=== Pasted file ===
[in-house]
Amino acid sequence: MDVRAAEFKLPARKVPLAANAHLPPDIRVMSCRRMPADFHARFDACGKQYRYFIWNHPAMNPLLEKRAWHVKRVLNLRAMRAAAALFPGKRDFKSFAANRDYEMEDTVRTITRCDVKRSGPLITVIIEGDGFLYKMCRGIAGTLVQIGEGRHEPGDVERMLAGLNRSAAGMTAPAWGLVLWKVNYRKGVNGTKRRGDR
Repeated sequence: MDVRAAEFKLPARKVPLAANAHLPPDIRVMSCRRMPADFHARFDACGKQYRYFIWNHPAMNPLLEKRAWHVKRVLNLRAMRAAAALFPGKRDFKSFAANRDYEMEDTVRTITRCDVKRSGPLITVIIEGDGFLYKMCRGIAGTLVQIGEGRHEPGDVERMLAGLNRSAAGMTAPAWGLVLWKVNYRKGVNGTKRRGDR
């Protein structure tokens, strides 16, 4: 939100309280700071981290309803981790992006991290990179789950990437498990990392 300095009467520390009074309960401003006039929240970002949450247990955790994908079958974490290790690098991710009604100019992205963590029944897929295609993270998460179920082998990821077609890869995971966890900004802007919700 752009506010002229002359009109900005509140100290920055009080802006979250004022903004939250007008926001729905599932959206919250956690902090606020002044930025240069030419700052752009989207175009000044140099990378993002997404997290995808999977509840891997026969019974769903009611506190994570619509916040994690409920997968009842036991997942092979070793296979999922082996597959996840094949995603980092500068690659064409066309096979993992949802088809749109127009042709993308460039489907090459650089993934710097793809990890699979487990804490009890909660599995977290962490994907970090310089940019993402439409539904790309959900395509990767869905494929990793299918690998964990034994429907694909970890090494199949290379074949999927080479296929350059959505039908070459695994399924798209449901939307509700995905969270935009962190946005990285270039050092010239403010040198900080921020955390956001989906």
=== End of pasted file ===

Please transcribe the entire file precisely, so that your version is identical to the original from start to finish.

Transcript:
[in-house]
Amino acid sequence: MDVRAAEFKLPARKVPLAANAHLPPDIRVMSCRRMPADFHARFDACGKQYRYFIWNHPAMNPLLEKRAWHVKRVLNLRAMRAAAALFPGKRDFKSFAANRDYEMEDTVRTITRCDVKRSGPLITVIIEGDGFLYKMCRGIAGTLVQIGEGRHEPGDVERMLAGLNRSAAGMTAPAWGLVLWKVNYRKGVNGTKRRGDR
Repeated sequence: MDVRAAEFKLPARKVPLAANAHLPPDIRVMSCRRMPADFHARFDACGKQYRYFIWNHPAMNPLLEKRAWHVKRVLNLRAMRAAAALFPGKRDFKSFAANRDYEMEDTVRTITRCDVKRSGPLITVIIEGDGFLYKMCRGIAGTLVQIGEGRHEPGDVERMLAGLNRSAAGMTAPAWGLVLWKVNYRKGVNGTKRRGDR
């Protein structure tokens, strides 16, 4: 939100309280700071981290309803981790992006991290990179789950990437498990990392 300095009467520390009074309960401003006039929240970002949450247990955790994908079958974490290790690098991710009604100019992205963590029944897929295609993270998460179920082998990821077609890869995971966890900004802007919700 752009506010002229002359009109900005509140100290920055009080802006979250004022903004939250007008926001729905599932959206919250956690902090606020002044930025240069030419700052752009989207175009000044140099990378993002997404997290995808999977509840891997026969019974769903009611506190994570619509916040994690409920997968009842036991997942092979070793296979999922082996597959996840094949995603980092500068690659064409066309096979993992949802088809749109127009042709993308460039489907090459650089993934710097793809990890699979487990804490009890909660599995977290962490994907970090310089940019993402439409539904790309959900395509990767869905494929990793299918690998964990034994429907694909970890090494199949290379074949999927080479296929350059959505039908070459695994399924798209449901939307509700995905969270935009962190946005990285270039050092010239403010040198900080921020955390956001989906």